This is largely the way I have been led to interpret it through reading other people's interpretations and it is probably wrong, but I thought that I'd try and express it here, because I do have a strong desire to expand my knowledge of Wittgensteinian philosophy. One thing which I do think is quite likely though, is that Wittgenstein would consider any written "interpretation" of his work to ultimately be "nonsense" insofar as any written part of it is concerned.

Comment author: Danfly 06 July 2012 10:27:16AM 0 points [-]

I just noticed how poorly written part of my above comment was. I think I've fixed it now. I'm glad to see a positive response to it at least, since it shows that people care more about substance than the clarity of writing, which seems more than a little apt when talking about Wittgenstein. It also indicates that I haven't been entirely misled in my interpretation of a notoriously difficult philosopher.

As much as it might be fun to pretend that my strange writing style was intended as a way of reaching people with "similar thoughts" in a truly Wittgensteinian sense, it was not. It was a boring old mistype. I am nowhere near smart enough to pull that off.

Comment author: ChristianKl 04 July 2012 10:01:23AM *  5 points [-]

This misses the point that Wittgenstein made. Inventing better terminology doesn't help you if you don't have any information in the first place.

Something might have happened before the big bang. The big bang erased all information about what happened before the big bang. Therefore we shouldn't speak about what happened before the big bang.

Gods might exist or might not exist. We don't have any evidence to decide whether they exist. Therefore we should stop speaking about gods.

To come to a question that more central to this community: We have no way to decide through the scientific method whether the Many Worlds Hypothesis is true. According to Wittgenstein we should therefore be silent.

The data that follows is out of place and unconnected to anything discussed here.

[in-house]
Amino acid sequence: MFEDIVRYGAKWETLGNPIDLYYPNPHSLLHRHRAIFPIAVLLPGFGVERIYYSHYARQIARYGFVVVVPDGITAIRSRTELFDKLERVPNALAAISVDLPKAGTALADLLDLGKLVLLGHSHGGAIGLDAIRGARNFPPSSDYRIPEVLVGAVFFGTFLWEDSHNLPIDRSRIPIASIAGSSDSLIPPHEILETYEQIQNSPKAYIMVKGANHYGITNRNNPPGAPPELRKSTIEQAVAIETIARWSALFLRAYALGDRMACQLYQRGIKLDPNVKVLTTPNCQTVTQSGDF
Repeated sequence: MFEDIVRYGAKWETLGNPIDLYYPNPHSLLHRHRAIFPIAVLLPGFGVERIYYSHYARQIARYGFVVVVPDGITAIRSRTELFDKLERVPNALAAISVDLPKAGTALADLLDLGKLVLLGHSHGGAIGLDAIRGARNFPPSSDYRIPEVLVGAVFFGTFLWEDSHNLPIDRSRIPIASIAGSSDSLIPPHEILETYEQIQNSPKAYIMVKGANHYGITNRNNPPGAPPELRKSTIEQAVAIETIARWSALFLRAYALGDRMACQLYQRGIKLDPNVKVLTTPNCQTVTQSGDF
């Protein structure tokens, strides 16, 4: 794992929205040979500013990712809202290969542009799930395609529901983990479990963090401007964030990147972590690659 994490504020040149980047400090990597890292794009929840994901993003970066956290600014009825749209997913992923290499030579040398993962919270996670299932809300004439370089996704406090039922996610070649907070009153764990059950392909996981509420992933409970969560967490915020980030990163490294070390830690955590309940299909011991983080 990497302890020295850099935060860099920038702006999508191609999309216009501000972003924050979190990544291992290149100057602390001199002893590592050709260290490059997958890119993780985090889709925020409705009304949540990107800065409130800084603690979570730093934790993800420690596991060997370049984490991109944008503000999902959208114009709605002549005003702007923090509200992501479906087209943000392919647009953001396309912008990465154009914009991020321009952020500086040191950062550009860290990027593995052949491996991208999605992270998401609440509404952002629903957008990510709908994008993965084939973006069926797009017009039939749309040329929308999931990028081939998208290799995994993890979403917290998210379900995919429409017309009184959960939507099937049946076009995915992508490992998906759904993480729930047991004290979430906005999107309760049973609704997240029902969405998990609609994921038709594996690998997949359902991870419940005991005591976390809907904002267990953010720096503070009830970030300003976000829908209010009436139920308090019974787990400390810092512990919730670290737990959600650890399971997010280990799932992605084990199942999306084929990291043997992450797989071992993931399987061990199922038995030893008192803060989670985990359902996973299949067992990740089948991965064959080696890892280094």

Inventing new terminology doesn't help with those issues.

Comment author: Danfly 04 July 2012 11:56:20AM *  3 points [-]

I'm by no means an expert on this, but I was under the impression that Wittgenstein meant that language was an insufficient tool to express the "things we must pass over in silence", e.g. metaphysics, religion, ethics etc., but that he nevertheless believed that these were the only things worth talking about. My understanding was that he believed that language is only good for dealing with the world of hard facts and the natural sciences and, while we cannot use it to express certain things, some of these things might be "shown" by different means, in line with his comment that the unwritten part of the tractatus was the most important part.

This conclusion from one of hist lectures largely sums up how I would understand his view of many of the "things we must pass over in silence".

"This running against the walls of our cage is perfectly, absolutely hopeless. Ethics so far as it springs from the desire to say something about the ultimate meaning of life, the absolute good, the absolute valuable, can be no science. What it says does not add to our knowledge in any sense. But it is a document of a tendency in the human mind which I personally cannot help respecting deeply and I would not for my life ridicule it."

This is largely the way I have been led to interpret it through reading other people's interpretations and it is probably wrong, but I thought that I'd try and express it here, because I do have a strong desire to expand my knowledge of Wittgensteinian philosophy. One thing which I do think is quite likely though, is that Wittgenstein would consider any written "interpretation" of his work to ultimately be "nonsense" insofar as any written part of it is concerned.

Comment author: Mitchell_Porter 29 September 2010 10:05:32AM 18 points [-]

I'm pretty sure they do hate freedom

Here's something that Muslim university student wrote: